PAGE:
- 2. In-vehicle device-type CAN intrusion detection technology: This technology detects intrusions to CAN communication systems, which is a second stage of the attacks, and can be installed and used with CAN connected devices (ECU) There are two types of CAN monitoring usages, which consist of (1) CAN filter that filter unauthorized CAN commands received by the installed ECU, and (2) CAN monitoring that detects unauthorized commands by monitoring all CAN bus systems that are connected by the installed ECU. Unauthorized commands are judged by taking into consideration various conditions of the vehicle, so it is possible to reduce the number of false positive under specific conditions. Detection of unauthorized commands can be made for each single command, resulting is real-time prevention after detection.
- 3. In-vehicle device-type Ethernet intrusion detection technology: This technology detects intrusions to Ethernet communication systems, which is a second stage of the attacks, and can be installed and used with Ethernet connected devices (ECU) There is an Ether filter that filters unauthorized Ether frames that are received or intercepted by the installed ECU (Ethernet Switch ECU, etc.) The system consists of the overlook method, which can lightly determine unauthorized commands by analyzing the frame headers and a detailed method, which has a high-load operation, but can accurately determine unauthorized commands. Flexible detection is possible by combining these methods.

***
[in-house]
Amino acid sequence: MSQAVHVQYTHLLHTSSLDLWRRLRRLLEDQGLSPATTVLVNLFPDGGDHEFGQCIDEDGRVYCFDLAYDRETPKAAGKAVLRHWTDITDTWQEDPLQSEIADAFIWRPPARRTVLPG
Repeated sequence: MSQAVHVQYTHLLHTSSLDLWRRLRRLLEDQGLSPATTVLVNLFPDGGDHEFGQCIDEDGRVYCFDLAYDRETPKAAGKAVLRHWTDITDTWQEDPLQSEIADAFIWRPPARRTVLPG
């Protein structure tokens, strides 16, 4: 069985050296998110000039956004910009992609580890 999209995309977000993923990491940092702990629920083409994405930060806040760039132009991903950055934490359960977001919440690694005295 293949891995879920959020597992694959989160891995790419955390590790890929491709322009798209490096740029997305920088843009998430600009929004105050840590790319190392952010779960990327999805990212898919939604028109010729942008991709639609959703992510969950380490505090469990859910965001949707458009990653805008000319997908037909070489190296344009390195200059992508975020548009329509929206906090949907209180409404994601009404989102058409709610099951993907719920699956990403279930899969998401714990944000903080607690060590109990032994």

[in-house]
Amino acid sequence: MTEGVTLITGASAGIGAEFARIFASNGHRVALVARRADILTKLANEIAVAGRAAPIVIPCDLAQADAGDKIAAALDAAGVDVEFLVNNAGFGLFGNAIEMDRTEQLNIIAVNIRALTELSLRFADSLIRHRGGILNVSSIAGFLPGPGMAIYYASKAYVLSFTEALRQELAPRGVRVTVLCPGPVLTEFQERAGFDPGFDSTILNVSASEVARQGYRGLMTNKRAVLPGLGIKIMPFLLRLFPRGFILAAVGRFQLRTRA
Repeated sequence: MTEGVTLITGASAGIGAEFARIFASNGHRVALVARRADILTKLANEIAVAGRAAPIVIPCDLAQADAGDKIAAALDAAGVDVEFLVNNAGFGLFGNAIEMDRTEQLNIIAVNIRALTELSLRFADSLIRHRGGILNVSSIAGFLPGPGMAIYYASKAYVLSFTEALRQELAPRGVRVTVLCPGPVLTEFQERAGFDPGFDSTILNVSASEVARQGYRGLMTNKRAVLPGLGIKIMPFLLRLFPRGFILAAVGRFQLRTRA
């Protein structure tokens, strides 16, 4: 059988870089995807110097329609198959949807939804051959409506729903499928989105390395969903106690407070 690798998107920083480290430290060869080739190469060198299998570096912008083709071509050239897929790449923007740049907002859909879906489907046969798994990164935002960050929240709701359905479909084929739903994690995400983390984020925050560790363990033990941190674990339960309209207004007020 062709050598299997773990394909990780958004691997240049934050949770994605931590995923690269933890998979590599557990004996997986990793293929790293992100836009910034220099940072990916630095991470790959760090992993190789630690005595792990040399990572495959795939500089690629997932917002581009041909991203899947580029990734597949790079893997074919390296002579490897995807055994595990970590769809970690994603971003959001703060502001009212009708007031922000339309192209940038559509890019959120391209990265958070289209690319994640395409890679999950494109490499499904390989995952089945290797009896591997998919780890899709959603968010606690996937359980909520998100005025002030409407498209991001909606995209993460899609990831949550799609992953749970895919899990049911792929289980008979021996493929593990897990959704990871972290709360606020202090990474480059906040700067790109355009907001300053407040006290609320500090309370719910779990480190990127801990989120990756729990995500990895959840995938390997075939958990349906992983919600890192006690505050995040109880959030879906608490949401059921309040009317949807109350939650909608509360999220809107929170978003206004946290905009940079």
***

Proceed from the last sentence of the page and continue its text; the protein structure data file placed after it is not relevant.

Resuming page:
- 4. Cloud-type vehicle intrusion detection technology: This system analyzes a large amount of logs collected from in-vehicle devices of multiple vehicles through machine learning and can be used by placing it in the cloud. As for the usage, in-vehicle network model that has conducted prior learning, will automatically narrow down the logs that may become potential security risks. After that, the attack analysts will analyze only the selected logs. By linking with various in-vehicle device-type intrusion detection technologies, it is possible to grasp signs of attacks before they are identified as true security incidents.
Explanation of terminology
- *1 CAN (Controller Area Network)
CAN is a high noise-resistant serial communication protocol that was developed for vehicles, and current vehicles use in-vehicle networks via CAN communication to communicate between the vehicle ECU.
- *2 Ethernet
Using Ethernet to communicate between the ECU and electrical components within the vehicles based on the network standard used in offices and households is expected the increase the speed and capacity of data transmissions. It also enables data exchange with an IP base, making links to external network (cloud) even easier.
- *3 IVI/TCU
・IVI (In-Vehicle Infotainment): In-vehicle infotainment device
・TCU (Telematics Communication Unit): Communication control unit
The system is scheduled to be demonstrated at the following exhibitions:
- • ITS World Congress (Canada)/October 29-November 2, 2017
Seminar: Auto SIEM: Security Information and Event Management for Connected Vehicles Takeshi Kishikawa*, Takamitsu Sasaki, Yoshiharu Imamoto, Ryota Takahashi Junichi Tsurumi, Tomoyuki Haga, Hideki Matsushima
- • escar EU (Germany)/November 7-November 8, 2017
Seminar: Automotive SIEM and Anomaly Detection Using Sand-Sprinkled Isolation Forest Tomoyuki Haga, Ryota Takahashi, Takamitsu Sasaki, Takeshi Kishikawa, Junichi Tsurumi and Hideki Matsushima (Panasonic Corporation)